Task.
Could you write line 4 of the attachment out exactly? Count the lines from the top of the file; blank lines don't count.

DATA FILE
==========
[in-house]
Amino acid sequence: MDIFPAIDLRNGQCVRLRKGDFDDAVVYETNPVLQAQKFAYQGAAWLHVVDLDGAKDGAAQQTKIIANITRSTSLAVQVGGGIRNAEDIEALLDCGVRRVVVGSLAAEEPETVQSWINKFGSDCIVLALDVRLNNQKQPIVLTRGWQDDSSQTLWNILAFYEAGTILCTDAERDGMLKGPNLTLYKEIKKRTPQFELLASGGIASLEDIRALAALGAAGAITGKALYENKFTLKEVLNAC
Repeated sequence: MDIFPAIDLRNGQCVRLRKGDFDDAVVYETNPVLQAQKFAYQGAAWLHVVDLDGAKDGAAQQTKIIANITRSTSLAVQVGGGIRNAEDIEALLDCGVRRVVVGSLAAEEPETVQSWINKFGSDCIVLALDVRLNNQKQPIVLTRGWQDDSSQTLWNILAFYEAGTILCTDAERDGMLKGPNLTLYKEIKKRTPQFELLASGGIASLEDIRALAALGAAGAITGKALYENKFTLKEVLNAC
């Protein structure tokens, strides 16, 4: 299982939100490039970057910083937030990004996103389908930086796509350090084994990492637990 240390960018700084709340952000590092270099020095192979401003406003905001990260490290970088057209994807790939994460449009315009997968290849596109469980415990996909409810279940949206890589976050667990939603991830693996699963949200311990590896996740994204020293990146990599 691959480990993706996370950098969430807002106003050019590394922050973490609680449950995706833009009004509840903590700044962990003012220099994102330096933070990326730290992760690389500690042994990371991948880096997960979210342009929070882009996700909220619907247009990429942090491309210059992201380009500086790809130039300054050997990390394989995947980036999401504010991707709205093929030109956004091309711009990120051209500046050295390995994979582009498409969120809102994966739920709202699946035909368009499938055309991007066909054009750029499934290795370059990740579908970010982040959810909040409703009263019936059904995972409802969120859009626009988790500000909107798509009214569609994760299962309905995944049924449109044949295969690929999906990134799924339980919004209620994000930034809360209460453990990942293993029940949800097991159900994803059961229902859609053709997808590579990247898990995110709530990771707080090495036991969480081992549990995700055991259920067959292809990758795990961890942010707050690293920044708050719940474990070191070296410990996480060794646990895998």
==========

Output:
């Protein structure tokens, strides 16, 4: 299982939100490039970057910083937030990004996103389908930086796509350090084994990492637990 240390960018700084709340952000590092270099020095192979401003406003905001990260490290970088057209994807790939994460449009315009997968290849596109469980415990996909409810279940949206890589976050667990939603991830693996699963949200311990590896996740994204020293990146990599 691959480990993706996370950098969430807002106003050019590394922050973490609680449950995706833009009004509840903590700044962990003012220099994102330096933070990326730290992760690389500690042994990371991948880096997960979210342009929070882009996700909220619907247009990429942090491309210059992201380009500086790809130039300054050997990390394989995947980036999401504010991707709205093929030109956004091309711009990120051209500046050295390995994979582009498409969120809102994966739920709202699946035909368009499938055309991007066909054009750029499934290795370059990740579908970010982040959810909040409703009263019936059904995972409802969120859009626009988790500000909107798509009214569609994760299962309905995944049924449109044949295969690929999906990134799924339980919004209620994000930034809360209460453990990942293993029940949800097991159900994803059961229902859609053709997808590579990247898990995110709530990771707080090495036991969480081992549990995700055991259920067959292809990758795990961890942010707050690293920044708050719940474990070191070296410990996480060794646990895998």